Australian man found after 13 days stranded in outback

Tamra McBeath-Riley

A second person missing in the punishing Australian Outback for nearly two weeks was rescued Tuesday, while the search continued for their missing friend.

Just one person remains missing after a pastoralist found Phu Tran, 40, in the Palmer Valley area south of Alice Springs on Tuesday morning.

Tamra McBeath-Riley, Phu Tran and Claire Hockridge went missing in Alice Springs on November 19.

The pair had little food with them, she said.

An air search continued Monday for McBeath-Riley's friends - Claire Hockridge, 46, and Phu Tran, 40 - who reportedly left the waterhole to seek help.

McBeath-Riley said she chose to stay at the waterhole with her Staffordshire terrier because she did not think the dog would survive a walk to the Stuart Highway, which connects Australia's north and south coasts.

"We tried many times to try to get out, but just couldn't get out, the river was just too large", she told reporters outside hospital.

Ms McBeath-Riley was found by helicopter east of Stuarts Well on Sunday afternoon after a tip-off led police to the group's auto, which became bogged in the Finke River.

"She's had a fairly traumatic period of time", Vicary added.

The trio left a note on their vehicle letting potential rescuers know which way they'd headed, and eventually came upon a cattle water hold from which they could drink.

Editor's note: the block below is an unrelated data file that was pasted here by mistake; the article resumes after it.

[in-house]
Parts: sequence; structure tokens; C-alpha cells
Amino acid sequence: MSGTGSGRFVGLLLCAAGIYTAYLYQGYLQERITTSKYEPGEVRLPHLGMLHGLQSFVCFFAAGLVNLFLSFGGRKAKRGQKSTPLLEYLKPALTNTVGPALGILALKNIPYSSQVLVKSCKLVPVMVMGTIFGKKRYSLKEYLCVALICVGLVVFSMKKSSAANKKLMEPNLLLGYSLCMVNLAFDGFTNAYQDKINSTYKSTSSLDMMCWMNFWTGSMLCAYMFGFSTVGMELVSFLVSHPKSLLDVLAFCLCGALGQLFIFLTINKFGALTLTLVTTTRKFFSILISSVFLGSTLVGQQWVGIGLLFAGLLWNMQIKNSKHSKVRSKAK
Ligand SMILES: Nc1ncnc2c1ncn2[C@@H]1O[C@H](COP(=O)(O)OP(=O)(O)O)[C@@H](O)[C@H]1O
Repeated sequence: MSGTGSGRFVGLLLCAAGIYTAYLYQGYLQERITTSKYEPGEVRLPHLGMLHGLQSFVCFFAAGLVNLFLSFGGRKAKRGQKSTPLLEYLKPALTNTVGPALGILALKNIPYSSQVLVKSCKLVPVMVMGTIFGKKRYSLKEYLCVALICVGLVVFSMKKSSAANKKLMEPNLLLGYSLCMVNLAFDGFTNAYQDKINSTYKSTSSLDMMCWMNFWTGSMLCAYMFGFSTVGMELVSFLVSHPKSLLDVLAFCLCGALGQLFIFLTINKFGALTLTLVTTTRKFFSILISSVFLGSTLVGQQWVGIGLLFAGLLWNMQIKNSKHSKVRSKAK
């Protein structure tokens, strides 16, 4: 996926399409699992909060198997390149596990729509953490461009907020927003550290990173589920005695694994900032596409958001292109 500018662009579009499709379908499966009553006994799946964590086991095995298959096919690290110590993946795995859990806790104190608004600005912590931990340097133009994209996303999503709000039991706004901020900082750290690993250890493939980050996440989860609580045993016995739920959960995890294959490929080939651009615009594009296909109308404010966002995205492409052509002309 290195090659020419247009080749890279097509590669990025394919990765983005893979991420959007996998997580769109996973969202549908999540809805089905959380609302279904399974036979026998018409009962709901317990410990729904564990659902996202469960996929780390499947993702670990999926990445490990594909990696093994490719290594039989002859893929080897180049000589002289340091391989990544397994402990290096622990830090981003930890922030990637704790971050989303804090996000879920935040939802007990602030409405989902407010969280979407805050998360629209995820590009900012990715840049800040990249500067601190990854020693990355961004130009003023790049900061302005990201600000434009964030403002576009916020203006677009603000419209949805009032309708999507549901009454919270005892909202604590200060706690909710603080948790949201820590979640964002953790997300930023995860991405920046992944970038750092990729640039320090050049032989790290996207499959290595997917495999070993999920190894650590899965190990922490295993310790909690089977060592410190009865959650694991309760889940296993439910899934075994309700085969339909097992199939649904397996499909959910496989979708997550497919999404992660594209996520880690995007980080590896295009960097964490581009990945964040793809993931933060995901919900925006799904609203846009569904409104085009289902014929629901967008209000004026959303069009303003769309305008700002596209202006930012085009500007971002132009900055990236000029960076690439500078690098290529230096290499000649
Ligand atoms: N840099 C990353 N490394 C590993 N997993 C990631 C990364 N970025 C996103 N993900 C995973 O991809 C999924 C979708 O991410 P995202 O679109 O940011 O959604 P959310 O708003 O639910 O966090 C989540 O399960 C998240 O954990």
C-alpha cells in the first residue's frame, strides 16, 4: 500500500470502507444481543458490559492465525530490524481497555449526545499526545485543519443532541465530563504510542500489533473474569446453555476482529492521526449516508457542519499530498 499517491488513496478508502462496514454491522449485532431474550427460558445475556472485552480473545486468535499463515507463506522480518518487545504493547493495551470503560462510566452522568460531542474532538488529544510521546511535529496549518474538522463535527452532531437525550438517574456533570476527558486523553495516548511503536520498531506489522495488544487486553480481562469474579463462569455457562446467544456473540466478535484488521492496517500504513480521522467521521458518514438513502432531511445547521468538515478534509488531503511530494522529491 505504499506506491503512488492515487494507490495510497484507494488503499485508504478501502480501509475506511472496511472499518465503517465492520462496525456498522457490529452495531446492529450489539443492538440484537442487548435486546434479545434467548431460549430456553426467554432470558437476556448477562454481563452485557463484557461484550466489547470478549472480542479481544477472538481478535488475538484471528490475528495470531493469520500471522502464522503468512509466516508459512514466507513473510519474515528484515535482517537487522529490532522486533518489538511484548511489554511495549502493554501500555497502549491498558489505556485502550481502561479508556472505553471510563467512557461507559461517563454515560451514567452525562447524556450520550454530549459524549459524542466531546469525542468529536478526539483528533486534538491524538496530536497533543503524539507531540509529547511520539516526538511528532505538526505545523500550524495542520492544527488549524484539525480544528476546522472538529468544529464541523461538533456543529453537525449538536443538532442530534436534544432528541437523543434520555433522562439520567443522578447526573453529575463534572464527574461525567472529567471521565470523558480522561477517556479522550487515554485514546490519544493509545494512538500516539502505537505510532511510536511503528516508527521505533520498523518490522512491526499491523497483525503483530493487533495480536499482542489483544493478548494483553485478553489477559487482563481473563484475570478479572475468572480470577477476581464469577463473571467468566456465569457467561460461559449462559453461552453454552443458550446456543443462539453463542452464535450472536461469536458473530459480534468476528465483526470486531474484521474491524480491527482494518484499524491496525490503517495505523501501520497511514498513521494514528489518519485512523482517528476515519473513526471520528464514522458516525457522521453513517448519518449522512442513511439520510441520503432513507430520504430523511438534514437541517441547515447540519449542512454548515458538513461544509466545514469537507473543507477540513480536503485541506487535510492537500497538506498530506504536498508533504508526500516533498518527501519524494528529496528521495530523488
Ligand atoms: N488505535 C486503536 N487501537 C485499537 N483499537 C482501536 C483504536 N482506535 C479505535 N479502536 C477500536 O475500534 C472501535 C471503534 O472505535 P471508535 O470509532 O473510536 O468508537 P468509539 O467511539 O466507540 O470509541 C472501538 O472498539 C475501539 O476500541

Mr Tran and Ms McBeath-Riley suffered through 40C heat before they were found.

She said she was hopeful Hockridge and Tran would be found, but joked, "I'm sure [Tran] won't want to go four-wheel driving with us ever again". "So to find that's not the case is worrying".

Mr Tran was being taken to hospital for treatment after being found by a farmer in remote land south of Alice Springs, Northern Territory Police said. Her dog's status was not immediately clear.

"It is what it is and you've got to what you've got to do", she said. Police are still searching for the others using helicopters to scan the area.

Police said she was in good condition, and had managed to stay hydrated by boiling and drinking groundwater she had found.

McBeath-Riley told reporters the group initially survived by digging holes under their vehicle to shelter from the sun. "There are sandy dunes, there's hard clay, there are areas of dense trees but there is also rocks and ranges in the area as well".



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